Byelaws are effectively local laws to deal with local issues. They are made by a body, such as a local authority, using powers granted by an Act of Parliament, and so are a form of delegated legislation.
The principal Act of Parliament governing the making and enforcement of byelaws is The Local Government Act 1972.
Local council byelaws are usually restricted to a particular place, e.g. a park, or a particular class of activities, such as tattooing.
Byelaws generally require something to be done - or not done - in a particular location. They are accompanied by a sanction or penalty for non-observance. Offences against byelaws attract a penalty fine which can, at present, only be enforced through the Magistrates' Court.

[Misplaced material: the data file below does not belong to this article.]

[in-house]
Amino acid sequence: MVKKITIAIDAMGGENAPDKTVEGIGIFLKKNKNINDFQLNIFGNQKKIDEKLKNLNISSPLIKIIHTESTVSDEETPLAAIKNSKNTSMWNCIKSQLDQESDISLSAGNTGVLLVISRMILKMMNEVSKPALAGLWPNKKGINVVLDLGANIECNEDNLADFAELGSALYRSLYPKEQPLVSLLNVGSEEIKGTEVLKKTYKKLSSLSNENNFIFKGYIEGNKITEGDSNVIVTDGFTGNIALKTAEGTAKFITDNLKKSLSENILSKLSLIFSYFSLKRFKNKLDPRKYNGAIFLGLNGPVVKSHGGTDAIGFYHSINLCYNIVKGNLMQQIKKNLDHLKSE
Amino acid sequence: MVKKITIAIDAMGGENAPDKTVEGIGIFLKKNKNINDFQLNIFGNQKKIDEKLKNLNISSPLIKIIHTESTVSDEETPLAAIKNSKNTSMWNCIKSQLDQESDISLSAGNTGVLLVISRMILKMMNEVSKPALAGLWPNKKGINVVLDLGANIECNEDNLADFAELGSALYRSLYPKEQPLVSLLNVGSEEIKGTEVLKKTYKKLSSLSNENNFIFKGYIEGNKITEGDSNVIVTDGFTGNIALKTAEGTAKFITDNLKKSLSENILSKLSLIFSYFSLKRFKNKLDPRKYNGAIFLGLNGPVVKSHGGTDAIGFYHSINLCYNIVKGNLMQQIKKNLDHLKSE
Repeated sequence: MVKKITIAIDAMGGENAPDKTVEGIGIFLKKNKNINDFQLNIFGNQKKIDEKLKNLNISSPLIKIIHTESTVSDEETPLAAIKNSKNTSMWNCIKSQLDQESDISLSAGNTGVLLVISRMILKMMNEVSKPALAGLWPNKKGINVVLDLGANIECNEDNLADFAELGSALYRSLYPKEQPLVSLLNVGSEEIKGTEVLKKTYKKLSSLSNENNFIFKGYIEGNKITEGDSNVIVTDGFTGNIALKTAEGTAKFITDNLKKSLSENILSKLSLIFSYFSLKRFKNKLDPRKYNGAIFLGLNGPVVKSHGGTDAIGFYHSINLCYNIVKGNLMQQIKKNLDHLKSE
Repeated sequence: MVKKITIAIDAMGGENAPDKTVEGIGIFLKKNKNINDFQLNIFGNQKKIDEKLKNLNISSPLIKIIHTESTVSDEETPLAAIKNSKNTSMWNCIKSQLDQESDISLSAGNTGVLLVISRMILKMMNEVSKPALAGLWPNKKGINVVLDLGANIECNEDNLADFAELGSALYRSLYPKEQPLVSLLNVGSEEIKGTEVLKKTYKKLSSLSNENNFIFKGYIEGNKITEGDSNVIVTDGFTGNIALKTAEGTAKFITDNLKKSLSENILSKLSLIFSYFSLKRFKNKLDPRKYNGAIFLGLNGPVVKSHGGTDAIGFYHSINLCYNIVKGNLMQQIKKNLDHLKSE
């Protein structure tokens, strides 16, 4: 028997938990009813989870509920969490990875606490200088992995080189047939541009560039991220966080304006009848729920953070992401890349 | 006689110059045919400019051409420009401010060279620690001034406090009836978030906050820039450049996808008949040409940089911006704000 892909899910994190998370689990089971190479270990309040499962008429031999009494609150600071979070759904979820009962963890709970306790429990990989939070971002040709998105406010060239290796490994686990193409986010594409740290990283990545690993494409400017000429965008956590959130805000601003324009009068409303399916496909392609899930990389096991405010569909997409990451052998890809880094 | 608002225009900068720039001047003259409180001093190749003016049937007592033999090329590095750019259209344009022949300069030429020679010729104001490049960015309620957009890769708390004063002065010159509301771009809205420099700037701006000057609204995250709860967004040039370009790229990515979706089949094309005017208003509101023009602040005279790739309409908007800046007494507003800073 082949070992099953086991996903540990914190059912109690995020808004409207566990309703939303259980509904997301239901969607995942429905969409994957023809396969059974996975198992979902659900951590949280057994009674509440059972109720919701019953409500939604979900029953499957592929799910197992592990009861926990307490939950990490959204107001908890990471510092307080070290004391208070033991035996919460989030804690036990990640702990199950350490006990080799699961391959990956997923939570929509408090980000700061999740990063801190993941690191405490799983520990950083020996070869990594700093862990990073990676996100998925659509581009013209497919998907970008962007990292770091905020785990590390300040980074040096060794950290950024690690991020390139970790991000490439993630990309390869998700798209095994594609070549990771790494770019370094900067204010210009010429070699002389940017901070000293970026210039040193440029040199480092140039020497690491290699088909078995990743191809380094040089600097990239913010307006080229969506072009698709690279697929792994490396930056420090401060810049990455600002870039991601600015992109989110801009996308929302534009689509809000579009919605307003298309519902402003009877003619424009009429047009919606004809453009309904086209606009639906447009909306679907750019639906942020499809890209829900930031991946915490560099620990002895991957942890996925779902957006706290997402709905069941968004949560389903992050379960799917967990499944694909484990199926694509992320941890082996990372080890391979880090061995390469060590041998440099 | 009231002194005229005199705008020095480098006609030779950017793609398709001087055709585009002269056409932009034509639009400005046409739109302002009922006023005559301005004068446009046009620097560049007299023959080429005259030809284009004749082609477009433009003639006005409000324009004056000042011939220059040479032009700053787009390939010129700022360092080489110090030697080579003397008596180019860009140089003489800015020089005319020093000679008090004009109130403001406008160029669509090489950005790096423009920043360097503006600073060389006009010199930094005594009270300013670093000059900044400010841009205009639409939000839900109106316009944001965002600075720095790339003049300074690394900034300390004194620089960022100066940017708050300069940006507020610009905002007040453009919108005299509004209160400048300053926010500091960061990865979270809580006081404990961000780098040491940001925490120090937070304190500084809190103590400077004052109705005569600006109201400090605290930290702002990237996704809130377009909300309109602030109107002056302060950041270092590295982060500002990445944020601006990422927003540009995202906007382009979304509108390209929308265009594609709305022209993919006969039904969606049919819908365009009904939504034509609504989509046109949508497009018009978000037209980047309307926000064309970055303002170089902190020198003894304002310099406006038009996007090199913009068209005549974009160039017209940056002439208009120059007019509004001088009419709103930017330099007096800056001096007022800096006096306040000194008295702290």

Historically councils were required to seek the Government's permission to make or revoke a byelaw. However the current Government has indicated that it will seek to change the law to enable local authorities to make and revoke byelaws without always requiring ministerial consent.
Oxford Byelaws (PDFs)